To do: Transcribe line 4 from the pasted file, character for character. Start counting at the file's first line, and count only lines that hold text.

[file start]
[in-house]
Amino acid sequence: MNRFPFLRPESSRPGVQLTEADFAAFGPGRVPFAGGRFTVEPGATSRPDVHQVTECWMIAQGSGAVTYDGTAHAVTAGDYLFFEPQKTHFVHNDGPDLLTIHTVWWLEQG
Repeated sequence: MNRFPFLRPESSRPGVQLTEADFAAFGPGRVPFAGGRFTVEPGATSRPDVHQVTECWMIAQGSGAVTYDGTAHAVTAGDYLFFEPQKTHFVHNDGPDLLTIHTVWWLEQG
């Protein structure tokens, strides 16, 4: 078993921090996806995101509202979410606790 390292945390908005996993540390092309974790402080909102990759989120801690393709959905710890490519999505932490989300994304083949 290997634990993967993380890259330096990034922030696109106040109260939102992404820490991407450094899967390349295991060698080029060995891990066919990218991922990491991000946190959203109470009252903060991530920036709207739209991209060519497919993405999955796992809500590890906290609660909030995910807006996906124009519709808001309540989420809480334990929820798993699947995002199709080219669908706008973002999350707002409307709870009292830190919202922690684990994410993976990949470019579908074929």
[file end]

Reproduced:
């Protein structure tokens, strides 16, 4: 078993921090996806995101509202979410606790 390292945390908005996993540390092309974790402080909102990759989120801690393709959905710890490519999505932490989300994304083949 290997634990993967993380890259330096990034922030696109106040109260939102992404820490991407450094899967390349295991060698080029060995891990066919990218991922990491991000946190959203109470009252903060991530920036709207739209991209060519497919993405999955796992809500590890906290609660909030995910807006996906124009519709808001309540989420809480334990929820798993699947995002199709080219669908706008973002999350707002409307709870009292830190919202922690684990994410993976990949470019579908074929």